European rugby now far from a level playing field for Irish provinces
Growing financial power of the French and English clubs posing a major challenge
Toulon Rugby owner Mourad Boudjellal celebrates his team’s Heineken Cup quarter-final victory over Leinster at the Felix Mayol Stadium in Toulon. Photo: David Rogers/Getty Images)
The essence is in part aspirational, a glossy, Panini sticker-album feel, to the playing roster at Toulon. Club president and multi-millionaire benefactor Mourad Boudjellal has trawled global rugby for premium collectibles in much the same manner that people snap up his comic books.
While many of the club’s European rivals, principally outside the French Top 14 Championship, including today’s Heineken Cup semi-final opponents, Munster, must operate within more modest means, signing on the dotted line for Toulon is a life-changing experience, primarily financially.
Toulon’s operating budget is €21.8 million. At a guesstimate it’s about three to five times that of Munster, the latter centrally funded and underwritten by the IRFU. That gap will increase for a variety of reasons next season.
The Ligue Nationale de Rugby (LNR) has announced that the Top 14 salary cap will rise to €10 million, starting next season. It represents a €500,000 increase but there is a further tweak that allows a little more financial latitude. Academy and youth players will no longer be included in the salary cap unless they earn in excess of €50,000 per annum, a concession aimed at encouraging the development of indigenous talent.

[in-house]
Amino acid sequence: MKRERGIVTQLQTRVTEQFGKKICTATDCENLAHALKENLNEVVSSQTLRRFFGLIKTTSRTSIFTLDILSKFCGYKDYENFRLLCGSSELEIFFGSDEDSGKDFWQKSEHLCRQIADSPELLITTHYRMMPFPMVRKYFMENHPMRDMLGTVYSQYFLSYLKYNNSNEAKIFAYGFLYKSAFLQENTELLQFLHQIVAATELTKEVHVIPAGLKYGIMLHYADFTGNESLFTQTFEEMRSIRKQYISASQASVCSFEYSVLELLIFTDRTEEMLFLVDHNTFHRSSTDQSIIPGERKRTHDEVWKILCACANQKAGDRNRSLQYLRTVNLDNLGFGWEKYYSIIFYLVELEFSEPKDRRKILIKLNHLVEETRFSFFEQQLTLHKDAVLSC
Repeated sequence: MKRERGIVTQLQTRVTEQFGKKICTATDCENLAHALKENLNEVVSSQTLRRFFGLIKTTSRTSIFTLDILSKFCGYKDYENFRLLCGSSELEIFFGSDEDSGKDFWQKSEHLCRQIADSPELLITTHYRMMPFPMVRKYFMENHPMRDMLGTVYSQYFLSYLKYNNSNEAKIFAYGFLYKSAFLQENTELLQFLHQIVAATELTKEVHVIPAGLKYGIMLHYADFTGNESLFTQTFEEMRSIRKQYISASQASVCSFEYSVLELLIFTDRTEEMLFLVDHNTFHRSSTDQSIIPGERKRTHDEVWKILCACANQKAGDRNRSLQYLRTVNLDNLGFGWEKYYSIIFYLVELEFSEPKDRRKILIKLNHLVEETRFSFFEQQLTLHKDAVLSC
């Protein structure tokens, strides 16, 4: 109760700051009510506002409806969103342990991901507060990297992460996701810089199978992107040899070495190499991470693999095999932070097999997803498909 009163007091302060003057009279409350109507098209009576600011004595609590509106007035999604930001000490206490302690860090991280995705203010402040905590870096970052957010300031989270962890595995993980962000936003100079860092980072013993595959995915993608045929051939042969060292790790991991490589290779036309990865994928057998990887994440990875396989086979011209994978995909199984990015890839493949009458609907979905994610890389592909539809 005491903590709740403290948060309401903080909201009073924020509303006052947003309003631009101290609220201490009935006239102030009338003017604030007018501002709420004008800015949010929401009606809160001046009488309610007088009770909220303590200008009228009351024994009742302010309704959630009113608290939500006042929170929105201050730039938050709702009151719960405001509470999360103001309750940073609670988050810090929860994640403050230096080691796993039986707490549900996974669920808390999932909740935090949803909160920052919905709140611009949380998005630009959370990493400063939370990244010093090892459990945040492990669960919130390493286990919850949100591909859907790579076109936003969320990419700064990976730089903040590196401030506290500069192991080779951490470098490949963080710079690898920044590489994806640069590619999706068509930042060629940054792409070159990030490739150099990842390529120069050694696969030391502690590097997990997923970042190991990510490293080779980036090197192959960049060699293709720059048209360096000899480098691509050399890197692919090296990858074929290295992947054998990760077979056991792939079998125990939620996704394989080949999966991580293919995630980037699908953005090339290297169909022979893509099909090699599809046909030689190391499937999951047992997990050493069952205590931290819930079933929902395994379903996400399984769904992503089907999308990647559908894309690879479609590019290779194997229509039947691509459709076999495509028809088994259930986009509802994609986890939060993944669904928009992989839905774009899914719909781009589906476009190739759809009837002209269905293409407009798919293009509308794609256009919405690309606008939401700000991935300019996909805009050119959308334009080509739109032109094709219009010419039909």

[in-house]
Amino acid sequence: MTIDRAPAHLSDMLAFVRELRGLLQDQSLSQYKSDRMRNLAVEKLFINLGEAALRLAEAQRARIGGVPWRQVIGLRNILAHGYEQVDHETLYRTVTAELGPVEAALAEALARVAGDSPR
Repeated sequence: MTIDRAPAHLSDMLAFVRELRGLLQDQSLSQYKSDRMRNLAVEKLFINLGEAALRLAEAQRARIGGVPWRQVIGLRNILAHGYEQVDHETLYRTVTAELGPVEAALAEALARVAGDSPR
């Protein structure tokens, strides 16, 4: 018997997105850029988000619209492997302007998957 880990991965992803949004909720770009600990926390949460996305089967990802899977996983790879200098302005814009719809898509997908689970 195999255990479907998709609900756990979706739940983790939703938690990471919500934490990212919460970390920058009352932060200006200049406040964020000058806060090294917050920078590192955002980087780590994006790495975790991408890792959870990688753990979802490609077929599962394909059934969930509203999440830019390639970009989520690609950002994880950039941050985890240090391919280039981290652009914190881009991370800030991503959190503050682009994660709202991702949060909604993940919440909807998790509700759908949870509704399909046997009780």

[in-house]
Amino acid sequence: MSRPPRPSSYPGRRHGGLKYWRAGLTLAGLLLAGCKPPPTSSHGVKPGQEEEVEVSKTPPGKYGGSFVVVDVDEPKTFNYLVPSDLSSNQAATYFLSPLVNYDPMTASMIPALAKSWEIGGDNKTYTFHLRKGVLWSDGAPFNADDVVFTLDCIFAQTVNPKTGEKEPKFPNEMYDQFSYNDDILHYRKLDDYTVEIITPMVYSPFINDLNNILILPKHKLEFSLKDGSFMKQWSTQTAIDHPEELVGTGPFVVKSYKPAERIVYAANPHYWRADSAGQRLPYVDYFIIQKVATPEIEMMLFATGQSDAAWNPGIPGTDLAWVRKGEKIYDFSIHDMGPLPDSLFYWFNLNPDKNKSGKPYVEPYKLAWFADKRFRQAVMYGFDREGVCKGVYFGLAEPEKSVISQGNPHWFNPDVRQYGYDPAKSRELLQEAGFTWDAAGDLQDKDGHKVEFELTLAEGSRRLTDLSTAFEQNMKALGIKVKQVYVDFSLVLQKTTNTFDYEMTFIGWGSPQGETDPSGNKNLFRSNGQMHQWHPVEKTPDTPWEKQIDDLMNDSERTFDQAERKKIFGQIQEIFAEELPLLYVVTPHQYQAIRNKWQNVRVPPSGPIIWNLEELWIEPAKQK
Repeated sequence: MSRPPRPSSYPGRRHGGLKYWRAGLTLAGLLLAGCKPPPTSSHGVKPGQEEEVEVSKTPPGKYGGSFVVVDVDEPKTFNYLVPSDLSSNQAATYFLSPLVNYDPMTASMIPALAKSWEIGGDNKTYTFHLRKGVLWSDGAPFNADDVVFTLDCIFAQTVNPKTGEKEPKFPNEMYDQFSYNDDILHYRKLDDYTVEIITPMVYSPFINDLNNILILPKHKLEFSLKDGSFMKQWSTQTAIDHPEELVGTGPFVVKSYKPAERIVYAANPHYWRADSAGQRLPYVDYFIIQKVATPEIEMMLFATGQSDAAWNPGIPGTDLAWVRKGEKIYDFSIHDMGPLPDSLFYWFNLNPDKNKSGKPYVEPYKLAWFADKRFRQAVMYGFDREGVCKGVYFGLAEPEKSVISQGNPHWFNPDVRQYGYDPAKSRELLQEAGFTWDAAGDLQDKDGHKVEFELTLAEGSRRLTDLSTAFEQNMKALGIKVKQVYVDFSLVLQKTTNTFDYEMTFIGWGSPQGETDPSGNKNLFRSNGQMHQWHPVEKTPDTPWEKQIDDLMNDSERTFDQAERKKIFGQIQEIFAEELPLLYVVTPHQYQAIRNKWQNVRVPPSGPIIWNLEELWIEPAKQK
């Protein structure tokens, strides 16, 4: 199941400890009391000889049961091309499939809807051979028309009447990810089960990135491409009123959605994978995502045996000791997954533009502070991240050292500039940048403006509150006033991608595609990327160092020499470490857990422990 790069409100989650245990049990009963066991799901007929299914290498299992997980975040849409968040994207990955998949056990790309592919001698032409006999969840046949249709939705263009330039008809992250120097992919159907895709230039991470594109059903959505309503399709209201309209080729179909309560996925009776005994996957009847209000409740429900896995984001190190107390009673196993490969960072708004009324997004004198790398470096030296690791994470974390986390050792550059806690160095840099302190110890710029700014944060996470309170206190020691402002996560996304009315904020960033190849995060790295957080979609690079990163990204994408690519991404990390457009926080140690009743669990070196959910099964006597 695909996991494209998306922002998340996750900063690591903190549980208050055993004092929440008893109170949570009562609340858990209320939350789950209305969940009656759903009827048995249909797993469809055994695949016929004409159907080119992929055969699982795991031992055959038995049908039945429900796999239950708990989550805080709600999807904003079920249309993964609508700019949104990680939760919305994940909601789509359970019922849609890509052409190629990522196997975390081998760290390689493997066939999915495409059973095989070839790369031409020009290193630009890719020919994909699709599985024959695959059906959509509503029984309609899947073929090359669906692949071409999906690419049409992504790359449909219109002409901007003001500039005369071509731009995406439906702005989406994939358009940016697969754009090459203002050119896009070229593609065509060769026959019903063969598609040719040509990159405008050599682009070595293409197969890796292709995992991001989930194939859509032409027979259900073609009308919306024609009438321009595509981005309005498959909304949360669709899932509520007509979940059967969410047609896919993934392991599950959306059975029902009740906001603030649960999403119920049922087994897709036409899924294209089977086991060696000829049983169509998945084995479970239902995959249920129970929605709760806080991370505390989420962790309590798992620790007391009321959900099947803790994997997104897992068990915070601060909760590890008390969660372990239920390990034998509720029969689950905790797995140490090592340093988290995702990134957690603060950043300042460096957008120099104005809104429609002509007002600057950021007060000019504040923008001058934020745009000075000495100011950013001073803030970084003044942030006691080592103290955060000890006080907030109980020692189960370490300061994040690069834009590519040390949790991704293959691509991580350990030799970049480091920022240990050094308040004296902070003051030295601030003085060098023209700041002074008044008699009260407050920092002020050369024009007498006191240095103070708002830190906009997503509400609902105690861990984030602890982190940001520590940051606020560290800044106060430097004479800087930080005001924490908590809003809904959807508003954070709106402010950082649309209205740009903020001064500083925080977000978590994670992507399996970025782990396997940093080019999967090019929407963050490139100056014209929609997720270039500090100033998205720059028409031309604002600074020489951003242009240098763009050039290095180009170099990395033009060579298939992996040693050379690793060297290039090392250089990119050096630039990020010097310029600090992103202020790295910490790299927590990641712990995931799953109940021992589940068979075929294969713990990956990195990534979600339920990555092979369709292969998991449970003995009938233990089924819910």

This latest hike in the salary cap for Top 14 clubs comes on foot of an € 800,000 increase this season; that’s €1.3 million more spending power in a 24 month period. It won’t stop there. The LNR recently struck a deal with French television station, Canal+, negotiating an eye-watering €355 million, five-year – a jump from €31 million to €71 per annum – broadcasting rights agreement, starting next season.
Boudjellal wants the funds distributed on a pro-rata meritocracy basis that takes into consideration the clubs whose fixtures will be most sought-after in screening terms by the broadcasters rather than a 14-way split. He ventured: “the broadcasting rights have been increased, but now we need them to be distributed in a rational manner. Merit has a price. If these criteria are not honoured, I will oppose the screening of RCT’s matches at the Stade Mayol.”
He also opposes limiting the number of foreign players: “the French league will get more than €70 million per season due to the foreign players who have come to improve the level of competition here and enhance its appeal to the general public”.
There are other bugbears.
It’s not just domestically that Toulon can anticipate greater revenue returns. The newly-constituted European Rugby Champions Cup, which will replace the Heineken Cup next season, provides for a significantly increased financial return for not alone the French clubs but their English counterparts; the Irish, Welsh, Scottish and Italian brotherhood, must initially make do with their existing remuneration levels.